Orem and Finkelman (2007) Treatise on Geochemistry: Coal Formation and Geochemistry

Excerpts from Swaine and Goodarzi (1995) Environmental Aspects of Trace Elements in Coal (Energy & Environment) (monograph)

Palmer et al. (2010) Mountaintop Mining Consequences (Science Magazine)

Excerpts from Burns (2005) Bringing Down the Mountains: The Impact of Mountaintop Removal Surface Coal Mining on Southern West Virginia Communities, 1970-2004 (Ph.D. Dissertation)

Excerpts from EPA (2005) Final Programmatic Environmental Impact Statement (PEIS) on Mountaintop Mining/Valley Fills in Appalachia - EPA 9-03-R-05002 (government document)

Finkelman et al. (1999) Health Impacts of Domestic Coal Use in China (Proceedings of the National Academies of Science Colloquium Paper)

Selected readings from Region 4: TVA Kingston Fossil Plant Fly Ash Release (http://www.epa.gov/region4/kingston/index.html)

Selected readings from the popular media related to the TVA Kingston Fossil Plant Fly Ash Release

Soeder (2010) The Marcellus Shale: Resources and Reservations (EOS Transactions of the American Geophysical Union)

Excerpts from Evans (1997) An Introduction to Economic Geology and Its Environmental Impact (monograph)

Owen et al. (2010) The status of conventional world oil reserves—Hype or cause for concern? (Energy Policy)

Excerpts from Kunstler (2005) The Long Emergency: Surviving the End of Oil, Climate Change, and Other Converging Catastrophes of the Twenty-First Century (monograph)

Kelley et al. (2010) Oil sands development contributes elements toxic at low concentrations to the Athabasca River and its tributaries (Proceedings of the National Academies of Science)

Pegau (1929) The pegmatites of the Amelia, Goochland, and Ridgeway areas, Virginia (American Journal of Science)

Excerpts from Watson et al. (1907) Mineral resources of Virginia (monograph)

Hinkle (1982) Project Summary: Reclamation of Toxic Mine Waste Utilizing Sewage Sludge-Contrary Creek (government document)

Hammarstrom et al. (2008) Environmental geochemistry of a Kuroko-type massive sulfide deposit at the abandoned Valzinco mine, Virginia, USA (Applied Geochemistry)

Cawthorn (1999) The platinum and palladium resources of the Bushveld Complex (South African Journal of Science)

Cawthorn and Walraven (1998) Emplacement and Crystallization Time for the Bushveld Complex (Journal of Petrology)

Haggerty (1999) A Diamond Trilogy: Superplumes, Supercontinents, and Supernovae (Science Magazine)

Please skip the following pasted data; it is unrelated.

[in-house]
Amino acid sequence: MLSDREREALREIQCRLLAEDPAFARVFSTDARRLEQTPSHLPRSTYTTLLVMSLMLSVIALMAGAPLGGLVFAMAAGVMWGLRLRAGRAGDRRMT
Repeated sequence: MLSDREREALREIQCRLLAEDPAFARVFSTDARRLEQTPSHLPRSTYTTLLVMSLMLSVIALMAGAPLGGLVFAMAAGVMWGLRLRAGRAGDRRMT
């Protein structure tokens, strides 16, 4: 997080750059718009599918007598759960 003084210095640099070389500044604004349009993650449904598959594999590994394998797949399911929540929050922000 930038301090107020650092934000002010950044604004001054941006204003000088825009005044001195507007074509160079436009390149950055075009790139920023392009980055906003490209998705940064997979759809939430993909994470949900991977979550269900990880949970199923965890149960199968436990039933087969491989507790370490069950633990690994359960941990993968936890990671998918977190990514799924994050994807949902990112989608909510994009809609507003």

Excerpts from Workman (2009) Heart of Dryness: How the Last Bushmen Can Help Us Endure the Coming Age of Permanent Drought (monograph)

Excerpts from Campbell (2004) Blood Diamonds: Tracing The Deadly Path Of The World's Most Precious Stones (monograph)

Selected readings from Region 4: TVA Kingston Fossil Plant Fly Ash Release (http://www.epa.gov/region4/kingston/index.html)

Selected readings from the popular media related to the TVA Kingston Fossil Plant Fly Ash Release

Soeder (2010) The Marcellus Shale: Resources and Reservations (EOS Transactions of the American Geophysical Union)

Excerpts from Evans (1997) An Introduction to Economic Geology and Its Environmental Impact (monograph)

Owen et al. (2010) The Status of Conventional World Oil Reserves—Hype or cause for concern? (Energy Policy)

Excerpts from Kunstler (2005) The Long Emergency: Surviving the End of Oil, Climate Change, and Other Converging Catastrophes of the Twenty-First Century (monograph)

Kelley et al. (2010) Oil Sands Development Contributes Elements Toxic at Low Concentrations to the Athabasca River and its Tributaries (Proceedings of the National Academies of Science)

Pegau (1929) The Pegmatites of the Amelia, Goochland, and Ridgeway areas, Virginia (American Journal of Science)

Excerpts from Watson et al. (1907) Mineral resources of Virginia (monograph)

Hinkle (1982) Project Summary: Reclamation of Toxic Mine Waste Utilizing Sewage Sludge-Contrary Creek (gov doc)

Hammarstrom et al. (2008) Environmental Geochemistry of a Kuroko-Type Massive Sulfide Deposit at the Abandoned Valzinco Mine, Virginia, USA (Applied Geochemistry)

Cawthorn (1999) The Platinum and Palladium Resources of the Bushveld Complex (South African Journal of Science)

Cawthorn and Walraven (1998) Emplacement and Crystallization Time for the Bushveld Complex (Journal of Petrology)

Haggerty (1999) A Diamond Trilogy: Superplumes, Supercontinents, and Supernovae (Science Magazine)

Excerpts from Workman (2009) Heart of Dryness: How the Last Bushmen Can Help Us Endure the Coming Age of Permanent Drought (monograph)

Excerpts from Campbell (2004) Blood Diamonds: Tracing The Deadly Path Of The World's Most Precious Stones (monograph)